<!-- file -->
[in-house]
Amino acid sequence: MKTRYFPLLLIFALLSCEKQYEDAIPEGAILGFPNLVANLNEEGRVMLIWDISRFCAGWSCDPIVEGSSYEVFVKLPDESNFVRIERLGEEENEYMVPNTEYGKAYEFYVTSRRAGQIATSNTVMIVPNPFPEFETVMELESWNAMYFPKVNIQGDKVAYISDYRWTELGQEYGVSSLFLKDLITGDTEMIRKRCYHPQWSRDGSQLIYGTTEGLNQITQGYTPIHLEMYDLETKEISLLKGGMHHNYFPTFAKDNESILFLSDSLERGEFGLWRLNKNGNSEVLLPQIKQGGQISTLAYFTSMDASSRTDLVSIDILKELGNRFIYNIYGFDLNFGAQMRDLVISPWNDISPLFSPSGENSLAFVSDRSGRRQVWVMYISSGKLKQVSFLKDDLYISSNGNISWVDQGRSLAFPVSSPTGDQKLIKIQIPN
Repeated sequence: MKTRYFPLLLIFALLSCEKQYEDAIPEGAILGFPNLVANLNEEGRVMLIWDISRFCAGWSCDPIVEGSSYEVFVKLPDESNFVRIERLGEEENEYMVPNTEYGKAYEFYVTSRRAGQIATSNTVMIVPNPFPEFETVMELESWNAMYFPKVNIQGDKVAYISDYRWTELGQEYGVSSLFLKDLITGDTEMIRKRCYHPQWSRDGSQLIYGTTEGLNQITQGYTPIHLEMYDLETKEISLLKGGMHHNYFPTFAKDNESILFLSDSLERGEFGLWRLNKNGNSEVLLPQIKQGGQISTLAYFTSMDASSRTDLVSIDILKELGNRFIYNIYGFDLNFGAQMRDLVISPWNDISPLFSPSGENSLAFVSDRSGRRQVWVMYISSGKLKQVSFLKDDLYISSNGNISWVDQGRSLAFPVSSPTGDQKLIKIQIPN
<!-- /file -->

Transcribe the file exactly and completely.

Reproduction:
[in-house]
Amino acid sequence: MKTRYFPLLLIFALLSCEKQYEDAIPEGAILGFPNLVANLNEEGRVMLIWDISRFCAGWSCDPIVEGSSYEVFVKLPDESNFVRIERLGEEENEYMVPNTEYGKAYEFYVTSRRAGQIATSNTVMIVPNPFPEFETVMELESWNAMYFPKVNIQGDKVAYISDYRWTELGQEYGVSSLFLKDLITGDTEMIRKRCYHPQWSRDGSQLIYGTTEGLNQITQGYTPIHLEMYDLETKEISLLKGGMHHNYFPTFAKDNESILFLSDSLERGEFGLWRLNKNGNSEVLLPQIKQGGQISTLAYFTSMDASSRTDLVSIDILKELGNRFIYNIYGFDLNFGAQMRDLVISPWNDISPLFSPSGENSLAFVSDRSGRRQVWVMYISSGKLKQVSFLKDDLYISSNGNISWVDQGRSLAFPVSSPTGDQKLIKIQIPN
Repeated sequence: MKTRYFPLLLIFALLSCEKQYEDAIPEGAILGFPNLVANLNEEGRVMLIWDISRFCAGWSCDPIVEGSSYEVFVKLPDESNFVRIERLGEEENEYMVPNTEYGKAYEFYVTSRRAGQIATSNTVMIVPNPFPEFETVMELESWNAMYFPKVNIQGDKVAYISDYRWTELGQEYGVSSLFLKDLITGDTEMIRKRCYHPQWSRDGSQLIYGTTEGLNQITQGYTPIHLEMYDLETKEISLLKGGMHHNYFPTFAKDNESILFLSDSLERGEFGLWRLNKNGNSEVLLPQIKQGGQISTLAYFTSMDASSRTDLVSIDILKELGNRFIYNIYGFDLNFGAQMRDLVISPWNDISPLFSPSGENSLAFVSDRSGRRQVWVMYISSGKLKQVSFLKDDLYISSNGNISWVDQGRSLAFPVSSPTGDQKLIKIQIPN